Identifying good responders to glucose lowering therapy in type 2 diabetes: implications for stratified medicine
Public Library of Science (PLoS)
2014 Jones et al. This is an open-access article distributed under the terms of the Creative Commons Attribution License, which permits unrestricted use, distribution, and reproduction in any medium, provided the original author and source are credited.
AIMS: Defining responders to glucose lowering therapy can be important for both clinical care and for the development of a stratified approach to diabetes management. Response is commonly defined by either HbA1c change after treatment or whether a target HbA1c is achieved. We aimed to determine the extent to which the individuals identified as responders and non-responders to glucose lowering therapy, and their characteristics, depend on the response definition chosen. METHODS: We prospectively studied 230 participants commencing GLP-1 agonist therapy. We assessed participant characteristics at baseline and repeated HbA1c after 3 months treatment. We defined responders (best quartile of response) based on HbA1c change or HbA1c achieved. We assessed the extent to which these methods identified the same individuals and how this affected the baseline characteristics associated with treatment response. RESULTS: Different definitions of response identified different participants. Only 39% of responders by one definition were also good responders by the other. Characteristics associated with good response depend on the response definition chosen: good response by HbA1c achieved was associated with low baseline HbA1c (p<0.001), high C-peptide (p<0.001) and shorter diabetes duration (p = 0.01) whereas response defined by HbA1c change was associated with high HbA1c (p<0.001) only. We describe a simple novel method of defining treatment response based on a combination of HbA1c change and HbA1c achieved that defines response groups with similar baseline glycaemia. CONCLUSIONS: The outcome of studies aiming to identify predictors of treatment response to glucose lowering therapy may depend on how response is defined. Alternative definitions of response should be considered which minimise influence of baseline glycaemia.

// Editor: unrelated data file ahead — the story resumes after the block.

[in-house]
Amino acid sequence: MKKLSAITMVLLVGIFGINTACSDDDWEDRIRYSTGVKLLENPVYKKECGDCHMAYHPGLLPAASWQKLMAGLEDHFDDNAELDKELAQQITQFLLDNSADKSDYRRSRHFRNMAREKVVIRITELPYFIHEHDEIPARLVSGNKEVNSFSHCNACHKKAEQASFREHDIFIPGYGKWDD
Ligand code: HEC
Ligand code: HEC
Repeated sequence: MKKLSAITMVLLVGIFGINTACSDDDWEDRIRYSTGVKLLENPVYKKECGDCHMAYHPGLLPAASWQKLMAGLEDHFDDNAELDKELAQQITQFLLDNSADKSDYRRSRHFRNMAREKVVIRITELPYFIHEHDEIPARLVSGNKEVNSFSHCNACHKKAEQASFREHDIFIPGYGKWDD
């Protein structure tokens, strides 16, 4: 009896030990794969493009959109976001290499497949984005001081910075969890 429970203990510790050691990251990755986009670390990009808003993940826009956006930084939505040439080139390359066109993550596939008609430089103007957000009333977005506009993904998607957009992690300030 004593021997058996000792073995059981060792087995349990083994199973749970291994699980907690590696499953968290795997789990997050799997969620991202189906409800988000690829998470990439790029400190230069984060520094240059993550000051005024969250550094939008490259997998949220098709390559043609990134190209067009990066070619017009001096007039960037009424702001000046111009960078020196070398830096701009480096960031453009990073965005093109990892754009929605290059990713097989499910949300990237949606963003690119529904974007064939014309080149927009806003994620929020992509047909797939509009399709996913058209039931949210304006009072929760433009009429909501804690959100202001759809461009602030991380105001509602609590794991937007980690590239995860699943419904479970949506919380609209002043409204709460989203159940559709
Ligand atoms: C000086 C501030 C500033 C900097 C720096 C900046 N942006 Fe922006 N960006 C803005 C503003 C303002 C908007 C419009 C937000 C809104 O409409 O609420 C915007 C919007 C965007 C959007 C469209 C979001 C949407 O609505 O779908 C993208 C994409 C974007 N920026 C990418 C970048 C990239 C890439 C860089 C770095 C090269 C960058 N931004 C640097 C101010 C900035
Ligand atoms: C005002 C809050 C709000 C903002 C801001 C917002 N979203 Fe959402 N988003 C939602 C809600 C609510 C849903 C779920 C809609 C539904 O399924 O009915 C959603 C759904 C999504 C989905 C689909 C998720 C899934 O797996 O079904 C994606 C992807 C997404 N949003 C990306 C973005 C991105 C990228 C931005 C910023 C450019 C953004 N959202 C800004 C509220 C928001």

The PRIBA study was funded by the National Institute of Health Research (NIHR) (UK). AGJ is funded by an NIHR Doctoral Research Fellowship. ATH is an NIHR Senior Investigator and a Wellcome Trust Senior Investigator. ATH and BMS are core staff members of the NIHR Exeter Clinical Research Facility. WEH is partially supported by the National Institute for Health Research (NIHR) Collaboration for Leadership in Applied Health Research and Care (CLAHRC) for the South West Peninsula. The views given in this paper do not necessarily represent those of NIHR, the NHS or the Department of Health. The funders had no role in study design, data collection and analysis, decision to publish, or preparation of the manuscript
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Vol. 9, e111235
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